Sen. Bernie Sanders wrapped up a two-day swing through New Hampshire on Tuesday with a rally at Winnacunnet High School in Hampton. “We are on a path toward victory,” he told more than 800 supporters.
“What this campaign is about is not just electing a president. More significantly, it is about creating a political revolution in which millions of people stand up and say loudly and clearly that enough is enough.”
Sanders stops also included a meeting with seniors at a community center in Dover, the opening of a campaign field office in Rochester, a meeting with supporters in Portsmouth, a town meeting inside a three-century old barn in Hollis and a talk with students at Nashua Community College.
With New Hampshire’s first primary on Feb. 9 fast approaching, Sanders has a 10-point lead in the most recent WMUR-TV/CNN poll.
Just seven months ago when he announced his campaign the media pundits dismissed him as a “fringe” candidate running against a pillar of the Democratic political establishment and one of the best-known people in the country.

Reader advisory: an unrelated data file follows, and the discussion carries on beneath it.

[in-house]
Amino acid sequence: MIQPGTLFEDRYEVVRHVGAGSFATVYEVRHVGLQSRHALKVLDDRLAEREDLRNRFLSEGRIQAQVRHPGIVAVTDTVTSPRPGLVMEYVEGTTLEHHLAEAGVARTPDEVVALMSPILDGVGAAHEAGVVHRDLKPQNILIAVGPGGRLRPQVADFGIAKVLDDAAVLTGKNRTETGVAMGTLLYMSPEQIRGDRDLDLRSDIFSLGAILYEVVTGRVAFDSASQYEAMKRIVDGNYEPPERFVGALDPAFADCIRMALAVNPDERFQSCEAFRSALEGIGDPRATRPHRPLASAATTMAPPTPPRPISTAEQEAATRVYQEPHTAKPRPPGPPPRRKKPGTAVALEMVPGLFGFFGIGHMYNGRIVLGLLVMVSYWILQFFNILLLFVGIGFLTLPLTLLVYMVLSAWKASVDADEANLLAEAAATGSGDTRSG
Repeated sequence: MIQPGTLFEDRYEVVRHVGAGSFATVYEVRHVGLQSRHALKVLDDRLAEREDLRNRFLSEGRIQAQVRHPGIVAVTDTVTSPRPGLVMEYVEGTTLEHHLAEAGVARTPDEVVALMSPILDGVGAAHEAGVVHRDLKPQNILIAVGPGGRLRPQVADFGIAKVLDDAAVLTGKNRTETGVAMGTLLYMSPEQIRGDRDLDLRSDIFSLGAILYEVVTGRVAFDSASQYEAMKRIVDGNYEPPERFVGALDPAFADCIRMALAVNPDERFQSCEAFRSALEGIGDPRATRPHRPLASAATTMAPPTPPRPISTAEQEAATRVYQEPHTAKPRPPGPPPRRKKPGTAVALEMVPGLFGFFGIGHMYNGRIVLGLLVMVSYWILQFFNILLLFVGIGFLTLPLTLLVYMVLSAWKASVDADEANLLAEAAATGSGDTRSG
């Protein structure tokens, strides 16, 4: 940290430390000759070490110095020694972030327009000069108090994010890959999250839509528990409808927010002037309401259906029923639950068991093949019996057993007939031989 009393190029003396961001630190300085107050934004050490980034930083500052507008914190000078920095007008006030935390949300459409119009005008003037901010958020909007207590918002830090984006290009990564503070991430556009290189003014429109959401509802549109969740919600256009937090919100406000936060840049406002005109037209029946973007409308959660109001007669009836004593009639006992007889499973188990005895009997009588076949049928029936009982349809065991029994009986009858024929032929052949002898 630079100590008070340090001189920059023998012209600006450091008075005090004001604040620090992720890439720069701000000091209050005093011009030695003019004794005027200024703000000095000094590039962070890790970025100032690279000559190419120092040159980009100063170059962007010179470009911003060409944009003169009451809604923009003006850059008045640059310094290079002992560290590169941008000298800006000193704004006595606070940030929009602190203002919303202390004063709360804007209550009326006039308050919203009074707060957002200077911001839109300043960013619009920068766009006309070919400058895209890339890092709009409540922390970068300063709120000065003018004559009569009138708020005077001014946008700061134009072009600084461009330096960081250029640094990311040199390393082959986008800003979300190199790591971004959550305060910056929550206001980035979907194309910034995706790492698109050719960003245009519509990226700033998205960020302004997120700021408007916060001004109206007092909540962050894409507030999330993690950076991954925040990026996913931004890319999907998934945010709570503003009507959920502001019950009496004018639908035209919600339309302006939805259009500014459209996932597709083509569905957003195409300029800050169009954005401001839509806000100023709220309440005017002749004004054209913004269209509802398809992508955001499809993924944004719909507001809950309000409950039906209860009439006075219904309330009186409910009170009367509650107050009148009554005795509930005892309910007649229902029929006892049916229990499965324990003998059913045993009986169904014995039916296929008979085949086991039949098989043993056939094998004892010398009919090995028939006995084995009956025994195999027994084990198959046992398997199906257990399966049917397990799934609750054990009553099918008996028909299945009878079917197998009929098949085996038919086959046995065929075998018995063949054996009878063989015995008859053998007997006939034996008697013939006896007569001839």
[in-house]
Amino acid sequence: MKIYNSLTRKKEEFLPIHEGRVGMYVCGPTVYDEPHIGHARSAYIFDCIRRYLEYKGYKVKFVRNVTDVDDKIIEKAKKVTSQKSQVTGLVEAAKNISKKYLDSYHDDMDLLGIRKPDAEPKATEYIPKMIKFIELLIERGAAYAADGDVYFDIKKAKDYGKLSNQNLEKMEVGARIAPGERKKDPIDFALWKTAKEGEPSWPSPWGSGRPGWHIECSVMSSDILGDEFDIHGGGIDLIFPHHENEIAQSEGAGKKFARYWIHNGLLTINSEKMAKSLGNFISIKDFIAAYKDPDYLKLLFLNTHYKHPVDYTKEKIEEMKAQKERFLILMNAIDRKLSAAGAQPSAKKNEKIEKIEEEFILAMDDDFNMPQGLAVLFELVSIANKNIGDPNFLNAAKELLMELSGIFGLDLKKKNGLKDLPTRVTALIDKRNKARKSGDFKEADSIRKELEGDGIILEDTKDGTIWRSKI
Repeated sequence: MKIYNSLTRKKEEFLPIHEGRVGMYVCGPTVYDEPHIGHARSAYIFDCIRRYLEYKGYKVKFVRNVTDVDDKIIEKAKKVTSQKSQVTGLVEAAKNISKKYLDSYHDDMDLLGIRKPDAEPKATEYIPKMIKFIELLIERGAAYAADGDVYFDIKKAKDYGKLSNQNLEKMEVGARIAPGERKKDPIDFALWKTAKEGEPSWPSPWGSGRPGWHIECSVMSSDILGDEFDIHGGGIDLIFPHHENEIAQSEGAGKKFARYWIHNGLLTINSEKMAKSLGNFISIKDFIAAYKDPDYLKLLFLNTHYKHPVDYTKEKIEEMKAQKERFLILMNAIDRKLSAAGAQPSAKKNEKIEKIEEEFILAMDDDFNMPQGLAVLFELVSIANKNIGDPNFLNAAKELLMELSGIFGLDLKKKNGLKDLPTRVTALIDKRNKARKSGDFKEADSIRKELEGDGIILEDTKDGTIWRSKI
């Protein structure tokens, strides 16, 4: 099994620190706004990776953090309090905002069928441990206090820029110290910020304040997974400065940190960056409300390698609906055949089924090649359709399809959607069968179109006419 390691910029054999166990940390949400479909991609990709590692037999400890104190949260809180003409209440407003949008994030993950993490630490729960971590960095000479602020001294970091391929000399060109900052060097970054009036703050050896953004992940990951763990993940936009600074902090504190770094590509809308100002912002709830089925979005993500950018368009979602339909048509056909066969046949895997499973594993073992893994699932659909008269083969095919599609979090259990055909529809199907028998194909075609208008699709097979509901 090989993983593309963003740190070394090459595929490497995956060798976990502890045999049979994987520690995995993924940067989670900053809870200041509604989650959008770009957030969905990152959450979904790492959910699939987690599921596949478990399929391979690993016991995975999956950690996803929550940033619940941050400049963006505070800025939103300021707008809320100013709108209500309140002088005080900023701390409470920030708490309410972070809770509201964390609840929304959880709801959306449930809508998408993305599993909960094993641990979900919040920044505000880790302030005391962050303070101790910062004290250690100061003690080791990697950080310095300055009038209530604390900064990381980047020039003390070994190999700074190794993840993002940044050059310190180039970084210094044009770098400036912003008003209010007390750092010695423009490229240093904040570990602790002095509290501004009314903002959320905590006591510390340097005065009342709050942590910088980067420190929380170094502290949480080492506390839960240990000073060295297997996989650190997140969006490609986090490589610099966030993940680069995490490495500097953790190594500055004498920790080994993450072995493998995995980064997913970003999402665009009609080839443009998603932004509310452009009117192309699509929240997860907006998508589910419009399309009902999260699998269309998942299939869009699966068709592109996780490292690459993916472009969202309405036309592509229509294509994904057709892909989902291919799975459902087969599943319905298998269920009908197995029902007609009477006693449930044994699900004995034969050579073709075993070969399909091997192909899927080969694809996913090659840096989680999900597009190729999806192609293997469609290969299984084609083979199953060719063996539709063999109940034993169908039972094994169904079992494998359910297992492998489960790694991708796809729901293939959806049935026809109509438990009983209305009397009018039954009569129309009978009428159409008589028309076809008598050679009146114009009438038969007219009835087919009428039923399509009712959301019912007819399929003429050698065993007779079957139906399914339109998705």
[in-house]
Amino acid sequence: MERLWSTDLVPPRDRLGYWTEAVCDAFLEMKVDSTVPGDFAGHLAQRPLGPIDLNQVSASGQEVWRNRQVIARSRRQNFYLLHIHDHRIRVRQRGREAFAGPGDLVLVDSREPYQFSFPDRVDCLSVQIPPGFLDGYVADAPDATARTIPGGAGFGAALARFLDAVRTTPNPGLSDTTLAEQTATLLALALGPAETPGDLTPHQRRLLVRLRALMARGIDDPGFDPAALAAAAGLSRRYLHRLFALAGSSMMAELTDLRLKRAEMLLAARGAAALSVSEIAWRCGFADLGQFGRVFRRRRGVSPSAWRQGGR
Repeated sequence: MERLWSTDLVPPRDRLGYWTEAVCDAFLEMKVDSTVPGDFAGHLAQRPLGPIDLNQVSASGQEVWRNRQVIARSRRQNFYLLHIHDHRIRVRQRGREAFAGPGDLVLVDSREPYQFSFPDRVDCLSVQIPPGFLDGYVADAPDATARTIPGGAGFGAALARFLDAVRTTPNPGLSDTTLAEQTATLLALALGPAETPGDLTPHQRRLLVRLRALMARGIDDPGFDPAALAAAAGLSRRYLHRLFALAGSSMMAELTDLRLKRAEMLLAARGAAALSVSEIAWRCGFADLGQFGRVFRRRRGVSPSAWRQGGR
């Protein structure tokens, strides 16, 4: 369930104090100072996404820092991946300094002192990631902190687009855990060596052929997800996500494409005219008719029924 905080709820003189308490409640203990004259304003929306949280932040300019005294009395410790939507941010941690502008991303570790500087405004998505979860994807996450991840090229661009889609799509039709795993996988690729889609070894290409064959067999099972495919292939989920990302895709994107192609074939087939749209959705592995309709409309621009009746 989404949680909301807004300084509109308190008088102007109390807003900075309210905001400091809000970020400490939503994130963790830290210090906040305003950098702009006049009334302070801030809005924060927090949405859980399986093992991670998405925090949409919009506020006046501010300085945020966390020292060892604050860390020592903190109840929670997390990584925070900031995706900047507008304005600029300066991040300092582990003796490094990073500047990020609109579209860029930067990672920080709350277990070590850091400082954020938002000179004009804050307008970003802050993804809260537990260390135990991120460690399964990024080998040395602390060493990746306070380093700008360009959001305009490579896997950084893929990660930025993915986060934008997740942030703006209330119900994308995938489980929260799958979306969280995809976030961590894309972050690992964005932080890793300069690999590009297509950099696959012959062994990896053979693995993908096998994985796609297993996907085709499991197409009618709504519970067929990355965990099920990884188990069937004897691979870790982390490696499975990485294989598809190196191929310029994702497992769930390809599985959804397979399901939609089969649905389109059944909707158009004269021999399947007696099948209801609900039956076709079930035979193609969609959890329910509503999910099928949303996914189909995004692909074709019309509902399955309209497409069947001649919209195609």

Today, the Sanders campaign rocked the political establishment with the announcement that his campaign has logged well over 2 million contributions. By comparison, the insurgent campaign of then-Sen. Barack Obama didn’t post is first 1 million donations until after that year’s Iowa caucuses.
Sanders also is gaining ground among those voters who are the future of the country and the Democratic Party. Virtually every poll nationally and in Iowa and New Hampshire has Bernie winning by large margins among young people. A new Wall Street Journal/NBC News poll found Sanders was regarded more favorably than any other candidate, Democrat or Republican. And a number of national polls show that Bernie is the strongest Democratic candidate to defeat a Republican next November.
“We have come a long way in seven months,” Jeff Weaver, Bernie’s campaign manager, said in an email to supporters. “Despite the odds, despite the obstacles, we are not only still alive – we are poised to win.”